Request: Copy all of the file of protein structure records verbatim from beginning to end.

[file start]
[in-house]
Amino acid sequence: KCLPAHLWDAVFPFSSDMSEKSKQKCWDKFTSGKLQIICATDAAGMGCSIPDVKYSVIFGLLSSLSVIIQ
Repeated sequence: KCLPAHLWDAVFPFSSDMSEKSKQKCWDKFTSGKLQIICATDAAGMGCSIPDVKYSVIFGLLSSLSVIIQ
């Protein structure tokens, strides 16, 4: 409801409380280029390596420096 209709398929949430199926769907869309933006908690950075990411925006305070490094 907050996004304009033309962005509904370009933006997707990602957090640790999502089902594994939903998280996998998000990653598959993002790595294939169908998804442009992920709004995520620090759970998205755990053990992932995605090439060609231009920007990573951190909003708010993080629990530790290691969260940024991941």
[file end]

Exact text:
[in-house]
Amino acid sequence: KCLPAHLWDAVFPFSSDMSEKSKQKCWDKFTSGKLQIICATDAAGMGCSIPDVKYSVIFGLLSSLSVIIQ
Repeated sequence: KCLPAHLWDAVFPFSSDMSEKSKQKCWDKFTSGKLQIICATDAAGMGCSIPDVKYSVIFGLLSSLSVIIQ
């Protein structure tokens, strides 16, 4: 409801409380280029390596420096 209709398929949430199926769907869309933006908690950075990411925006305070490094 907050996004304009033309962005509904370009933006997707990602957090640790999502089902594994939903998280996998998000990653598959993002790595294939169908998804442009992920709004995520620090759970998205755990053990992932995605090439060609231009920007990573951190909003708010993080629990530790290691969260940024991941």